Fear and rudeness in Sydney dampens night time economy


Date: 24/02/2009

The glare of attention given to drinking curfews, lock outs and dangerous hotel lists is distracting the community from the hidden problem of people feeling excluded from the night time culture of Sydney says a criminologist at the University of Western Sydney.

Professor Stephen Tomsen, from the UWS Centre for Cultural Research, believes fears of violence in the city after dark and people experiencing anti-social behaviour are limiting the different types of people out enjoying themselves and contributing to the night time economy.

"Sydneysiders such as many women, gay men and middle-aged or older people are choosing not to participate fully in night time leisure activities because they believe they will encounter aggression or have a higher chance of being assaulted. These are not completely irrational fears that we should dismiss out of hand. However, there is no solid evidence for a new increased level of violence or real general danger in the city at night," says Professor Tomsen, who is also Professor of Criminology and Criminal Justice in the UWS School of Social Sciences.

Professor Tomsen says the Bureau of Crime Statistics and Research reports show no observable changes in levels of assault or sexual assault between 2003 and 2007 recorded for inner city Sydney.

He says the perceived risk of violence is keeping away many people, and for others who do venture out a bad experience can send them home - unlikely to rejoin the night time economy.

"People who have been on the receiving end of extreme aggression, or incivility, during a night out often feel unwanted or disconnected from the groups enjoying the activities," says Professor Tomsen.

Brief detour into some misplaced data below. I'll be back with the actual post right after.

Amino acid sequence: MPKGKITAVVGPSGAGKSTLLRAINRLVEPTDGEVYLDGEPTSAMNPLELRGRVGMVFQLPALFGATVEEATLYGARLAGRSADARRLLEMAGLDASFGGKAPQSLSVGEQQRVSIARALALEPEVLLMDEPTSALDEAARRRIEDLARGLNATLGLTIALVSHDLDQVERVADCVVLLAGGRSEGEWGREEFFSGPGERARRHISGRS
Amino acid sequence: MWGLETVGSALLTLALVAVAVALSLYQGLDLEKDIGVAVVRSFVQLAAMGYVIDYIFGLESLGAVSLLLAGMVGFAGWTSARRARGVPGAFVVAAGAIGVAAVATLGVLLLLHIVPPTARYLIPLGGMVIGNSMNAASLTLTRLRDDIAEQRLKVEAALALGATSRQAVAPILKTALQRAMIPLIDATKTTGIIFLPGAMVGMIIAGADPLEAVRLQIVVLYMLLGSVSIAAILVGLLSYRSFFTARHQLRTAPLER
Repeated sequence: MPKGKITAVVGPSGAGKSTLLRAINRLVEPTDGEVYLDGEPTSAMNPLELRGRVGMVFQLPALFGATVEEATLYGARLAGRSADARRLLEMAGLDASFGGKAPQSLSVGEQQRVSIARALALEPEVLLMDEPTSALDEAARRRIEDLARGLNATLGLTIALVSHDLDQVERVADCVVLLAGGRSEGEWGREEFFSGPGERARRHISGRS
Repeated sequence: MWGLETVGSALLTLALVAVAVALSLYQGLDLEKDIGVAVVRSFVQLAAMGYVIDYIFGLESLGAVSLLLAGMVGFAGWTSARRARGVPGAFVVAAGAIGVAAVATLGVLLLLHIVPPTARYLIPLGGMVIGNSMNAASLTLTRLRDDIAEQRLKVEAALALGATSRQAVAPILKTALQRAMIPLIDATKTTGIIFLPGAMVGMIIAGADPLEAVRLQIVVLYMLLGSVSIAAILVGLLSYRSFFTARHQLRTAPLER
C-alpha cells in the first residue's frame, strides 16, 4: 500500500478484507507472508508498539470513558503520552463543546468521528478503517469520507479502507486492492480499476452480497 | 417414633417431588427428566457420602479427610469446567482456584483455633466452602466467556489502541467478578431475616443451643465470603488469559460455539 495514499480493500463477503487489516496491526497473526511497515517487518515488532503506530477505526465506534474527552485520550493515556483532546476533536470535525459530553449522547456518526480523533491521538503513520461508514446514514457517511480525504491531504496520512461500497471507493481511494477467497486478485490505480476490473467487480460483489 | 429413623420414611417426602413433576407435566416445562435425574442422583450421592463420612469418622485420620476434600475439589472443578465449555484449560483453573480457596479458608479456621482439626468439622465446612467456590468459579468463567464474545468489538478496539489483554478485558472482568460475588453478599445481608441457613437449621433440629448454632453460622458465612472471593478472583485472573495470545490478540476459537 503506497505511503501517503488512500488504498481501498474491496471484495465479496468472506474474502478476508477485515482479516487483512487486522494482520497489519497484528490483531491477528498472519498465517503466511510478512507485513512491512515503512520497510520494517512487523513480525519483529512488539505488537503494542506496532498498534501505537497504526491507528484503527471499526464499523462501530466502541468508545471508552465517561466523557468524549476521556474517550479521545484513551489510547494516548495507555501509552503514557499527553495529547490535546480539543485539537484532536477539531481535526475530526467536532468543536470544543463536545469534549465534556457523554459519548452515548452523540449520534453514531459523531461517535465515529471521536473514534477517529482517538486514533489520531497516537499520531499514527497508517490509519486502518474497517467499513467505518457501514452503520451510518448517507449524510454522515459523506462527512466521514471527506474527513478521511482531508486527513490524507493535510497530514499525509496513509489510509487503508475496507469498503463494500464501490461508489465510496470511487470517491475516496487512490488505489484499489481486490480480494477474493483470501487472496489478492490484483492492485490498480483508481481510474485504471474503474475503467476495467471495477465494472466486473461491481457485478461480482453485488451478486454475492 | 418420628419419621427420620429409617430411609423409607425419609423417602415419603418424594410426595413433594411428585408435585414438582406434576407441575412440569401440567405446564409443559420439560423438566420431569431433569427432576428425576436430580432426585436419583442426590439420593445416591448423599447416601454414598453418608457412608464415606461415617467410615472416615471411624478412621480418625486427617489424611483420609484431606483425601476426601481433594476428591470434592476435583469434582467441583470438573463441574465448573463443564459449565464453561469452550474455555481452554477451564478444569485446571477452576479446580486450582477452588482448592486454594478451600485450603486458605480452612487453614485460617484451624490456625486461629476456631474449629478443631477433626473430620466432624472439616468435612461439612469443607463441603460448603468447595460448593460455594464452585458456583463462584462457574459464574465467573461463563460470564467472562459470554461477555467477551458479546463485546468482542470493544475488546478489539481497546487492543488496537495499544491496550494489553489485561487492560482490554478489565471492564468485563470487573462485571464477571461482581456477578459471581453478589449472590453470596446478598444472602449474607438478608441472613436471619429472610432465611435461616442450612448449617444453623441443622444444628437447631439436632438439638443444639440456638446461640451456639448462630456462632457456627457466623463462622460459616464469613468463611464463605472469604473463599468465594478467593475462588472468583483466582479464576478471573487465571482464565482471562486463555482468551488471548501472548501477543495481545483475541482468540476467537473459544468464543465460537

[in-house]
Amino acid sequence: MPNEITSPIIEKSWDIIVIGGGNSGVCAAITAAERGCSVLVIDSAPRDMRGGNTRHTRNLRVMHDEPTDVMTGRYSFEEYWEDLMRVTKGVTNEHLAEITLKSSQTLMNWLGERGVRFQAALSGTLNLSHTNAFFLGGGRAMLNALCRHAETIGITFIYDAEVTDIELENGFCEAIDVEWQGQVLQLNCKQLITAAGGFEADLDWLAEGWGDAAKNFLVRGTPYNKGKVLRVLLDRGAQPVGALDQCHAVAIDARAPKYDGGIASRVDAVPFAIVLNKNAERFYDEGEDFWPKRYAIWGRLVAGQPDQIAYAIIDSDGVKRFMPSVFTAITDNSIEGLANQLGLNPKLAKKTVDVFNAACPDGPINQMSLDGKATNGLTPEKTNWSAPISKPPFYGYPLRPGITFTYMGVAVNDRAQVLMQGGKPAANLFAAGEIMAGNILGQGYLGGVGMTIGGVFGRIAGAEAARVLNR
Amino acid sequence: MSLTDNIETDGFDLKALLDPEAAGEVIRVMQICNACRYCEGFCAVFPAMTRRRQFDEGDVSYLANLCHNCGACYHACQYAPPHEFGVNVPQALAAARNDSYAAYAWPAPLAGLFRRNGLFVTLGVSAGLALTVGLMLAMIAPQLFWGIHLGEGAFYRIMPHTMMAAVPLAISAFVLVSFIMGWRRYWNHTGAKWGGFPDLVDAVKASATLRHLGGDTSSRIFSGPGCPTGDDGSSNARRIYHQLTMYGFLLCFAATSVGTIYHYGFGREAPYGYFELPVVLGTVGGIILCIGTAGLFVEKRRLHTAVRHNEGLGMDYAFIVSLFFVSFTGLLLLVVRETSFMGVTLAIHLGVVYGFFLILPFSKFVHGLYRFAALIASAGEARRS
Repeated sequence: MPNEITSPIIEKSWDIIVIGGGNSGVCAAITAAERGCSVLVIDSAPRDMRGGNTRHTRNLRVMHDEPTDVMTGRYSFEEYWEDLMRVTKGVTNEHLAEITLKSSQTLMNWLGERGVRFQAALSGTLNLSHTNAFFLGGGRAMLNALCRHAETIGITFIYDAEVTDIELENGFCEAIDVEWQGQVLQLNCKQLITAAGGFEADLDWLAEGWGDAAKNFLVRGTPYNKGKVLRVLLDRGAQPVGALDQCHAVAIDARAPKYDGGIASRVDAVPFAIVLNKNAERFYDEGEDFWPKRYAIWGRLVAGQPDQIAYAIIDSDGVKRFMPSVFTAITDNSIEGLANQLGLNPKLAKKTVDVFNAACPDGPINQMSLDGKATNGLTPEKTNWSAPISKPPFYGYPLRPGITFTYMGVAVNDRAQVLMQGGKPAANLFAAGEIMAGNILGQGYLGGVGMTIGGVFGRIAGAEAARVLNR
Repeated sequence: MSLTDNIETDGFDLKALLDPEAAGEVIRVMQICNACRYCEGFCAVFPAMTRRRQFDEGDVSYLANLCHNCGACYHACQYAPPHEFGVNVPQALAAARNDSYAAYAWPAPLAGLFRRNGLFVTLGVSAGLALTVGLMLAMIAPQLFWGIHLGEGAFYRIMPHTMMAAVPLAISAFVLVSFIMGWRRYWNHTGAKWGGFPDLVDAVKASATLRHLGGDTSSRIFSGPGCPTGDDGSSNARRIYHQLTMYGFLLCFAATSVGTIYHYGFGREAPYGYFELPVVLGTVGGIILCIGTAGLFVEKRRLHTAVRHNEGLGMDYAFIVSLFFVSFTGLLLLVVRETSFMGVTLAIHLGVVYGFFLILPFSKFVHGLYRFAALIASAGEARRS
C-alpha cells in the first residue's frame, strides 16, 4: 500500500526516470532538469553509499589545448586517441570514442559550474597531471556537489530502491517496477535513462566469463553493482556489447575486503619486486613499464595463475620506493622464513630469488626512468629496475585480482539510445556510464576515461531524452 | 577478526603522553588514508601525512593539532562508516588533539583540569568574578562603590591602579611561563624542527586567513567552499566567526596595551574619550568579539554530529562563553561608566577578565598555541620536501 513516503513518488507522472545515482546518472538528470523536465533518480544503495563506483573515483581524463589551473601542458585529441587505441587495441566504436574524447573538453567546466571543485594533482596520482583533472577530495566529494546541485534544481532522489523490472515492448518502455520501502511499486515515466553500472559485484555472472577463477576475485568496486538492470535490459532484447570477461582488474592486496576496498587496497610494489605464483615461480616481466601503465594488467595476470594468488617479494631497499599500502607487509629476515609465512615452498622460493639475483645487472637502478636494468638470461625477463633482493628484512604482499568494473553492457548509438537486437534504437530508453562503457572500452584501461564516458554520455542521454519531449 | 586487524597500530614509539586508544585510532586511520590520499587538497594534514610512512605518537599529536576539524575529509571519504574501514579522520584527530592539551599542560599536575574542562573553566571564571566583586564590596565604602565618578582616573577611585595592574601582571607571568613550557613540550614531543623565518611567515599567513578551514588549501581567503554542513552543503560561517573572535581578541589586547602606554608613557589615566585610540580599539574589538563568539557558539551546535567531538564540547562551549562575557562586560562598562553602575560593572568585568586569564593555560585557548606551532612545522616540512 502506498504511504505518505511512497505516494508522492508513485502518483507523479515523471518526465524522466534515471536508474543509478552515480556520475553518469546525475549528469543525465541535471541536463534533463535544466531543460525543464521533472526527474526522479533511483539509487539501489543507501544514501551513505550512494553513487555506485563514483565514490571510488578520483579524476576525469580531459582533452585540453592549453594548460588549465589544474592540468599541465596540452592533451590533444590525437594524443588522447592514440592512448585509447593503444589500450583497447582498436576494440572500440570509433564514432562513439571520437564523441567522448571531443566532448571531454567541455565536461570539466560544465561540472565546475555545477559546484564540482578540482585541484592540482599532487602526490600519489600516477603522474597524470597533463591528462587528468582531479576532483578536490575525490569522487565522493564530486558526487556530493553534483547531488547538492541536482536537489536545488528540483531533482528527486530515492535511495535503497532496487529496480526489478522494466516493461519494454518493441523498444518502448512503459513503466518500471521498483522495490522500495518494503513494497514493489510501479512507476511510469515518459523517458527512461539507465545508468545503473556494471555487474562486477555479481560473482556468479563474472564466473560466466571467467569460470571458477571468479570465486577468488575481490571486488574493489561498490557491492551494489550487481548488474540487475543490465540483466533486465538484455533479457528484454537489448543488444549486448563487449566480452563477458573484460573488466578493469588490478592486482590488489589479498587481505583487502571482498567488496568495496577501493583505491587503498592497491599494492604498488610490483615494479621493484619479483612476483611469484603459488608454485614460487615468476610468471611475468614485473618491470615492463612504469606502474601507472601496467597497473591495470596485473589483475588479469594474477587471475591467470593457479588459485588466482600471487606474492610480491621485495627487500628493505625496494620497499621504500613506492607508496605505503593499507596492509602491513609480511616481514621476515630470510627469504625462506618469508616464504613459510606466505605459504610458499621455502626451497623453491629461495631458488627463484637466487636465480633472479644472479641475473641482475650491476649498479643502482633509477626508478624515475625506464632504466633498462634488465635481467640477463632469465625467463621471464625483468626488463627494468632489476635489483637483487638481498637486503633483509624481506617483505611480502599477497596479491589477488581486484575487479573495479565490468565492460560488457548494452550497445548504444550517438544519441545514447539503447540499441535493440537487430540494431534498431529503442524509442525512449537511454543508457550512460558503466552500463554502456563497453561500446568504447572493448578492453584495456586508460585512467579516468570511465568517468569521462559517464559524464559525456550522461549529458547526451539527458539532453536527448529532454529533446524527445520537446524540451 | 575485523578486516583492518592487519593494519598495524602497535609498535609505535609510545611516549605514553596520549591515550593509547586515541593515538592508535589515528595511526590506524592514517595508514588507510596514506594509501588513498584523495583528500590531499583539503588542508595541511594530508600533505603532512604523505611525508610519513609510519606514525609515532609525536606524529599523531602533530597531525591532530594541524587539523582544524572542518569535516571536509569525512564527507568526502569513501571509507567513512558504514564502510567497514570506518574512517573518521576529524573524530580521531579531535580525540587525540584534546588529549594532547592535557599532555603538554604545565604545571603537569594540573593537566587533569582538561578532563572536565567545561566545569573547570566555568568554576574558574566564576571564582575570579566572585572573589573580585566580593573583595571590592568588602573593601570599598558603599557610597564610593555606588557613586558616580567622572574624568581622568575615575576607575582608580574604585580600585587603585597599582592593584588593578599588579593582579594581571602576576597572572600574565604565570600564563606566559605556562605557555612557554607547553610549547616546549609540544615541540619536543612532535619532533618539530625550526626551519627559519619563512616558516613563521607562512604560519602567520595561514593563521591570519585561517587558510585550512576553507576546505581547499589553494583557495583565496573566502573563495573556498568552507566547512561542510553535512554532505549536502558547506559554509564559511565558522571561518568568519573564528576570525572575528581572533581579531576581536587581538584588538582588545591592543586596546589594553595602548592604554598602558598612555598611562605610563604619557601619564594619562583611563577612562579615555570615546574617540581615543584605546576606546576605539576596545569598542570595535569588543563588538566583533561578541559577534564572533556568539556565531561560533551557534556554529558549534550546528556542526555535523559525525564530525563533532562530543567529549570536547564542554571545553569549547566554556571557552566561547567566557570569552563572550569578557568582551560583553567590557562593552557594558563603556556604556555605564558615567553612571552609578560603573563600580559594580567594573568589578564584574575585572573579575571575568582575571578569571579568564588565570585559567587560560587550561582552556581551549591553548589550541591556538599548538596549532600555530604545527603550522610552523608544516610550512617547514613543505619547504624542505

"Fear and unpleasant social encounters have many Sydney residents staying or heading home at night rather than out."

Professor Tomsen believes a key to safely and sustainably expanding the night time economy in Sydney is to build a sense of inclusion and diversity.

"There's no reason why the night time economy has to be limited to those who focus on drinking large amounts of alcohol. There needs to be a concerted effort to encourage diverse night time leisure activities and broaden the Sydney community that feels comfortable in their own city at night."

Professor Tomsen will participate in a public forum: "Summer Night Reflections: The City After Dark" at the Museum of Sydney on Wednesday 25 February 2009 at 6:30pm.

Other speakers include:
*Professor Deborah Stevenson, Head of the UWS School of Social Sciences and a member of the UWS Centre for Cultural Research (CCR)
*Mr Nathaniel Bavinton, Postgraduate Researcher and Project Officer for CCR
*Professor Rob Lynch, Emeritus Professor of Leisure, Sport and Tourism at the University of Technology, Sydney

Event details and bookings: ph 02 8239 2211 or tickets.hht.net.au

Ends

Contact:


Senior Media Officer


Paul Grocott
p.grocott@uws.edu.au
02 9678 7083, 0406 429 304